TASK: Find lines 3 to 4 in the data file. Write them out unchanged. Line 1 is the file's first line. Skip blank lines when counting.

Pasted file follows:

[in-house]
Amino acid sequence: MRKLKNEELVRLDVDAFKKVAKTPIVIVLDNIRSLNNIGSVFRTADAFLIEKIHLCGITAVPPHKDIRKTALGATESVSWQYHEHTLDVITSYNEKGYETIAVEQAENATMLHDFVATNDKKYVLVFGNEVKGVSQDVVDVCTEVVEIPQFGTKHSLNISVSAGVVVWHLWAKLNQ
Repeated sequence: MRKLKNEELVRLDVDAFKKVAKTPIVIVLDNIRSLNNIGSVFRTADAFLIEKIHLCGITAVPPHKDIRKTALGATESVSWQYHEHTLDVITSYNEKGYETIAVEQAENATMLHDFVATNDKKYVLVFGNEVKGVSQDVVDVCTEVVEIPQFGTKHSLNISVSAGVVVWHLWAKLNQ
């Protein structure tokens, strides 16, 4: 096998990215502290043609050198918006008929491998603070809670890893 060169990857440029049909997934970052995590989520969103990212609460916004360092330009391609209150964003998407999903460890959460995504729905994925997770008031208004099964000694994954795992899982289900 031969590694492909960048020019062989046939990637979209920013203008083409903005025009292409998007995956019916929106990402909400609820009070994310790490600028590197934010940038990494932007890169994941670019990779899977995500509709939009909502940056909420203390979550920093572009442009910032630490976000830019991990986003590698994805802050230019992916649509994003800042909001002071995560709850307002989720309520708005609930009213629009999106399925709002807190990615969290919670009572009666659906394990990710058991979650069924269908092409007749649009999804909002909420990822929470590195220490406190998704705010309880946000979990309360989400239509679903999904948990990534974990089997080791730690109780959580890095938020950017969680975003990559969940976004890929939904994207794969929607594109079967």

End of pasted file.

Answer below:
Repeated sequence: MRKLKNEELVRLDVDAFKKVAKTPIVIVLDNIRSLNNIGSVFRTADAFLIEKIHLCGITAVPPHKDIRKTALGATESVSWQYHEHTLDVITSYNEKGYETIAVEQAENATMLHDFVATNDKKYVLVFGNEVKGVSQDVVDVCTEVVEIPQFGTKHSLNISVSAGVVVWHLWAKLNQ
């Protein structure tokens, strides 16, 4: 096998990215502290043609050198918006008929491998603070809670890893 060169990857440029049909997934970052995590989520969103990212609460916004360092330009391609209150964003998407999903460890959460995504729905994925997770008031208004099964000694994954795992899982289900 031969590694492909960048020019062989046939990637979209920013203008083409903005025009292409998007995956019916929106990402909400609820009070994310790490600028590197934010940038990494932007890169994941670019990779899977995500509709939009909502940056909420203390979550920093572009442009910032630490976000830019991990986003590698994805802050230019992916649509994003800042909001002071995560709850307002989720309520708005609930009213629009999106399925709002807190990615969290919670009572009666659906394990990710058991979650069924269908092409007749649009999804909002909420990822929470590195220490406190998704705010309880946000979990309360989400239509679903999904948990990534974990089997080791730690109780959580890095938020950017969680975003990559969940976004890929939904994207794969929607594109079967």